1x15 vs.4x10vs.2x10

Discussion in 'Amps [BG]' started by Hotrodmick, Mar 25, 2014.


  1. Hotrodmick

    Hotrodmick

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    I know this has been beaten to death BUT,

    I have a old BA115 Ampeg and need to step it up to more power. I'm looking at the PF500 and wondered what cab to get. We are all old classic rockers and play a lot of outdoor gigs. Some festivals have back lines but some do not. Our drummer is loud and the lead guitarist can't hear anymore( remember , we are old rockers).

    So 1X15 2X10 or 4X10 remember we're a classic rock cover band..

    Thanks
  2. CL400Peavey

    CL400Peavey Supporting Member

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    The only thing the size of the driver tells you is the size, and therefore the beaming frequency.

    There are 10's that go low, and 15's that go high. So unless you have specific models in mind, only anecdotal descriptions can be given of the cab formats you listed.
    McFarlin likes this.
  3. Hotrodmick

    Hotrodmick

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    Sorry , the Portaflex series. I know guitar amps but not too much about bass amps. Just an old guy. Our bass player quit and I was his back-up when he wasn't there, so now I'm there and need to step it up.
  4. Major Softie

    Major Softie

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    Where's the 212?
  5. CL400Peavey

    CL400Peavey Supporting Member

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    As far as the PF series goes, I would look at a pair fo the PF-115LF's. Stack them vertically.
  6. jnewmark

    jnewmark Supporting Member

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    Classic Rock ? I would go with a 215, or , two, 115 cabs.
  7. popgadget

    popgadget

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    ^^^^^THIS^^^^^
    There are also small cabs that sound big, and big ones that don't.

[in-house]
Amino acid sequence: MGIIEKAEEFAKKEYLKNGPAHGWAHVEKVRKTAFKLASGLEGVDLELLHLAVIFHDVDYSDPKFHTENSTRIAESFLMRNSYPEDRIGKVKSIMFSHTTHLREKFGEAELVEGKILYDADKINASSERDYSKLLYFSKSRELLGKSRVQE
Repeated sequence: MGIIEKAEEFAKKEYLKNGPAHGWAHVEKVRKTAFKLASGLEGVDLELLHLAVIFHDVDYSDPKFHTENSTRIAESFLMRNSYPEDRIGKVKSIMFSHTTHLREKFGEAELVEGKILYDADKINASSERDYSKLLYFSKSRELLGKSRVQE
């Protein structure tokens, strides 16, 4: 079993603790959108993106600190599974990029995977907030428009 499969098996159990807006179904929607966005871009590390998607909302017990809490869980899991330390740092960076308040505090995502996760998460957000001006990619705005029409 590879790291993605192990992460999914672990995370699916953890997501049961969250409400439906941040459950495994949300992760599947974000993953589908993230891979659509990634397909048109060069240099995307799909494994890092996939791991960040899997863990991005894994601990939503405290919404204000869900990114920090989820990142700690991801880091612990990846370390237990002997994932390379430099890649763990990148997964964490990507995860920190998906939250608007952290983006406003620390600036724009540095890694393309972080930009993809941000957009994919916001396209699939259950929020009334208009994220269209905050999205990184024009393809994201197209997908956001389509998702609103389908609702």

Also keep in mind that you want to choose a cabinet based how it sounds and performs in your opinion. Listen to as many as you can without regard for configuration or manufacturer, as ultimately those don't matter.
  8. DogBone

    DogBone

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    If you want to stick with the PF series, I'd get two 115 cabinets, use one for smaller gigs, and stack both when you wanted full volume.

    Just me, but I'm not a big fan of mixing a 115 and a 210 cabs because it can do funny things with the sound (hot spots and dead spots in the room for example) although it does work for some folks and who am I to argue if it works for them.

    I'm also not a fan of 410 cabs in general because even though they're loud for their size, they're heavy and wide and just tend to be all around back breakers.

    I'd rather tote two 115s, have that second 115 close to my ears.

    Of course, YMMV, IMO, etc. :)

    Also be aware there are two different Portaflex 115 cabinets, one has the removable top to mount and flip your amp (PF-115HE), the other is a traditional 115 cab that doesn't open up (PF-115LF).

    If you want your rig to be a true fliptop, the choice is obvious, but there are folks who say the 115LF sounds better.

    I don't have experience with either, depends on how you want to use your head or which one your ears prefer.

    If you're not set on the PF series, or even Ampeg in general although Ampeg makes a perfect candidate, I'd look at a couple of 12" cabs for the same reasons as the 15" cabs, they would have most of the volume and all the tone and be a bit easier on your back, generally speaking.

    Good luck.
  9. CL400Peavey

    CL400Peavey Supporting Member

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    +1


    Right now my favorite cabs are built buy a couple of "small" shops run out of garages and such. You will never find them new in a music store, and they are not widely known about.

    They work for me.

    There will be others that find their tone in other equipment. It comes down to what you want to hear, and that will be different for each player.
  10. cchorney

    cchorney Supporting Member